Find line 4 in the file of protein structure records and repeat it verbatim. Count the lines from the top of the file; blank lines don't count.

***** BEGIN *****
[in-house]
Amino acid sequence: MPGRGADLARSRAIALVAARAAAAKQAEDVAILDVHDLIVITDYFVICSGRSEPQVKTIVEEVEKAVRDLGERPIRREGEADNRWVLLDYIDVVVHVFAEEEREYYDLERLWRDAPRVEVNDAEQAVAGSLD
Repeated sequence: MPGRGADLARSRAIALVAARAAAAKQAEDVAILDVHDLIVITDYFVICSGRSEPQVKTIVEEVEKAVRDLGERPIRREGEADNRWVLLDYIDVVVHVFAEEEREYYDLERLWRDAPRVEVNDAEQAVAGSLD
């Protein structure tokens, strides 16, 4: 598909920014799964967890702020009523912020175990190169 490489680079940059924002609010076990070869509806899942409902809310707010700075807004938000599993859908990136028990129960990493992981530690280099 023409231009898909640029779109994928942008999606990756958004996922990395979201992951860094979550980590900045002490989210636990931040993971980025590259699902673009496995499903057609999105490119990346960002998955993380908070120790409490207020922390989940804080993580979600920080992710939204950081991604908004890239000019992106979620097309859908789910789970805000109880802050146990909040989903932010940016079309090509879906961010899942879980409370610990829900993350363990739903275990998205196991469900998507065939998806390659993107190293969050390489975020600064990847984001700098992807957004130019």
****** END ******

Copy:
């Protein structure tokens, strides 16, 4: 598909920014799964967890702020009523912020175990190169 490489680079940059924002609010076990070869509806899942409902809310707010700075807004938000599993859908990136028990129960990493992981530690280099 023409231009898909640029779109994928942008999606990756958004996922990395979201992951860094979550980590900045002490989210636990931040993971980025590259699902673009496995499903057609999105490119990346960002998955993380908070120790409490207020922390989940804080993580979600920080992710939204950081991604908004890239000019992106979620097309859908789910789970805000109880802050146990909040989903932010940016079309090509879906961010899942879980409370610990829900993350363990739903275990998205196991469900998507065939998806390659993107190293969050390489975020600064990847984001700098992807957004130019």